In a league with more teams than quality starting quarterbacks and even fewer legitimate backup options, Matt Flynn and Michael Vick, just to name a couple, have recently found work. So a player like Mettenberger, for example, who’s in his second season and has shown he shares at least some traits with successful starters across the league would and should draw outside interest.
Earlier this week, Titans coach Ken Whisenhunt sounded like Mettenberger isn’t going anywhere.
“In the league today it is very hard for one quarterback to make it through the whole season, so you better have a plan in case your starter doesn’t go,” Whisenhunt said. “So we certainly feel very fortunate that we have Zach, and what Zach brings to the table.”
While the Browns and Jets and Bills, possibly among others, might have good reasons to explore possibilities for boosting their quarterback stables over the next week or so as rosters are trimmed and decisions are made, history says teams don’t trade quarterbacks at this time of year, at least not good ones.
Ryan Mallett was traded last Aug. 31 from the Patriots to the Texans. Mallett started two games last season before getting hurt, then no-showed a practice this week after it was announced he’d lost a training-camp battle with Brian Hoyer for the starting job in Houston.
There have been nine August quarterback trades in the last 15 years. The vast majority of them involved journeymen such as Kelly Holcomb, Sage Rosenfels, John Beck and Brooks Bollinger. The Packers trading Brett Favre to the Jets in 2008 stands out as an exception, but that was a soap opera all its own after Favre, then 38, basically refused to report to the Packers.
Going back to last winter, Glennon rumors started swirling as soon as it became clear the Bucs would use the No. 1 pick in the 2015 draft on a quarterback. The Bucs ended up cutting Josh McCown and keeping Glennon, who’s been playing as the No. 2 behind Winston.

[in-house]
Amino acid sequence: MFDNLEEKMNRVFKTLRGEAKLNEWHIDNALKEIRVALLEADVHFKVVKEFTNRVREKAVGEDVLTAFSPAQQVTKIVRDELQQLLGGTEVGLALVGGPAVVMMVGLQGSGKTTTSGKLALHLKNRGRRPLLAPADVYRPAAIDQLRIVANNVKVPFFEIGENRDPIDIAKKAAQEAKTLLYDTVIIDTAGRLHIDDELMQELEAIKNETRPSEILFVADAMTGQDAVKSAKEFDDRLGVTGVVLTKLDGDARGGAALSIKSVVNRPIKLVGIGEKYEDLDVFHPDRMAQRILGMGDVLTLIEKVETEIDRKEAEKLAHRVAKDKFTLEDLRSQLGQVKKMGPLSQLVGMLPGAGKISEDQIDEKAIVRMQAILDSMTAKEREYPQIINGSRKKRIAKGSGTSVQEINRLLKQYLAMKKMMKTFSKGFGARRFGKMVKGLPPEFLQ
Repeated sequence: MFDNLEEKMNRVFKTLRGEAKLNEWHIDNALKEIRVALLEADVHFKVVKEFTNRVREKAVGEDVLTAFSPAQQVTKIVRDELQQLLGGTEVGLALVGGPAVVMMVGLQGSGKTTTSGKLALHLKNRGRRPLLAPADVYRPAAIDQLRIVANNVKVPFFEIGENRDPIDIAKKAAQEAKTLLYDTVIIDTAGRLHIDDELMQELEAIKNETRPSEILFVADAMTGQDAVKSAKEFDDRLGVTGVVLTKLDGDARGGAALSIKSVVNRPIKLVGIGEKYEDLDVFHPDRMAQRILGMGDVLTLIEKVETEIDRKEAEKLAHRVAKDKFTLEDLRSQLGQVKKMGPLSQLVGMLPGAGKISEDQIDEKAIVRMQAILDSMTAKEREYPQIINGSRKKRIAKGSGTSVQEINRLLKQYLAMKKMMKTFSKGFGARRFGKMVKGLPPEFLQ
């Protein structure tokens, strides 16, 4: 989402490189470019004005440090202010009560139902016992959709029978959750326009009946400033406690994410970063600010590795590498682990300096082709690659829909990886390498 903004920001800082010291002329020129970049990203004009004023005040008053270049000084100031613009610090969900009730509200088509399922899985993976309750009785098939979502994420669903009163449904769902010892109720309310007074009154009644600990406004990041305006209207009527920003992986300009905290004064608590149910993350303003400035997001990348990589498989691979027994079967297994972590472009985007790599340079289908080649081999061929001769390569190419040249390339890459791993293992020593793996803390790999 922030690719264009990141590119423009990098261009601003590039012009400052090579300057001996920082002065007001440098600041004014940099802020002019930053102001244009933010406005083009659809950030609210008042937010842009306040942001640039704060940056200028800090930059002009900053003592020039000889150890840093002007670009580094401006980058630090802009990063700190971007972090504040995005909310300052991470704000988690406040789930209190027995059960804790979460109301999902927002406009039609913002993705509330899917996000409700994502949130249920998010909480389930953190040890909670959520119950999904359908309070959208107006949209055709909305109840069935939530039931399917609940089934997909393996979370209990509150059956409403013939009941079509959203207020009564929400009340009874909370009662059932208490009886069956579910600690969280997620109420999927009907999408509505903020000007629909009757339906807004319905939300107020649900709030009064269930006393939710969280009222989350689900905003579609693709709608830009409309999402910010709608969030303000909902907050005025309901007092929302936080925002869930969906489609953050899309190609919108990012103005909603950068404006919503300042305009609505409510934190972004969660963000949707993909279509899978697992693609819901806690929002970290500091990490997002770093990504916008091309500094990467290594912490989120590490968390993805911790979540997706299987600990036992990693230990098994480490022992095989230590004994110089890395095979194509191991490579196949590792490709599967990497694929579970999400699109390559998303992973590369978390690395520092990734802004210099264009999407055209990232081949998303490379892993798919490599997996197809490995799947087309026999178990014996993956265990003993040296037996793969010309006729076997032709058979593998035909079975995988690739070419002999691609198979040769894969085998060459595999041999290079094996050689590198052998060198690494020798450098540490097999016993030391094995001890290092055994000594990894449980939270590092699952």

Speaking of McCown, he was traded from Miami to Carolina in August 2008. With Johnny Manziel injured and likely done for the preseason, Thad Lewis moves to the No. 2 spot behind McCown with the Browns. Lewis was traded in August 2013 from Detroit to Buffalo.
So, these August movers do not form an elite club. And though there could be talks and even a few calls made over the next week to 10 days, what Whisenhunt said about the Titans keeping Mettenberger has generally been the rule. The same reasons teams would be interested in a young quarterback are the same reasons his current team would have an awfully high asking price.
When Chris Johnson hurt his hamstring last week, word from the Cardinals was that he was expected to miss a week or two before returning to the field.
Johnson has made it back on the early end of that timeframe. According to multiple reports from Cardinals practice on Friday, Johnson is in pads and taking part in practice with the team.
Sunday’s matchup against the Raiders might be too quick a turnaround for Johnson to get in his first game action with the team, but he could see a few carries next week if his hamstring holds up well after practicing.
Whether Johnson plays in the preseason or not, he should still compete for snaps in the backfield with Andre Ellington and rookie David Johnson as Arizona looks for a more effective running game than they featured last year. The younger Johnson ran 13 times for 66 yards last week while Ellington has had five carries as the starter in both preseason outings.
Every NFL team has some dead money on its salary cap, money that is allocated to a certain player who’s no longer on the team. But no team is allocating cap space like the Saints.
In New Orleans, 20 percent of the cap is dead money, according to Spotrac. Among the players who count huge amounts against the Saints’ salary cap even though they’re no longer on the team are tight end Jimmy Graham ($9 million), guard Ben Grubbs ($6 million), linebacker Junior Galette ($5.45 million) and linebacker Curtis Lofton $5 million).
The Saints’ cap situation has been problematic for a while now, and the problem isn’t going away. Based on the contracts they already have, the Saints are projected to be $7.3 million over the cap next year.
The team with the lowest dead cap number is the Bengals, who have less than $1 million allocated to players no longer on the team. Bengals owner Mike Brown has been criticized at times for being miserly, but if you’re going to criticize the Bengals for that, you also have to credit them for being smart enough to make the playoffs four years in a row while not mortgaging the future with high-priced contracts for players who don’t last.
The player with the league’s highest dead-cap number is Ndamukong Suh, who counts $9.737 million against the Lions’ salary cap this year even though he signed with the Dolphins in March. After Suh, the highest dead cap number in the NFL is $9.5 million, the amount of the Ravens cap that is allocated to Ray Rice.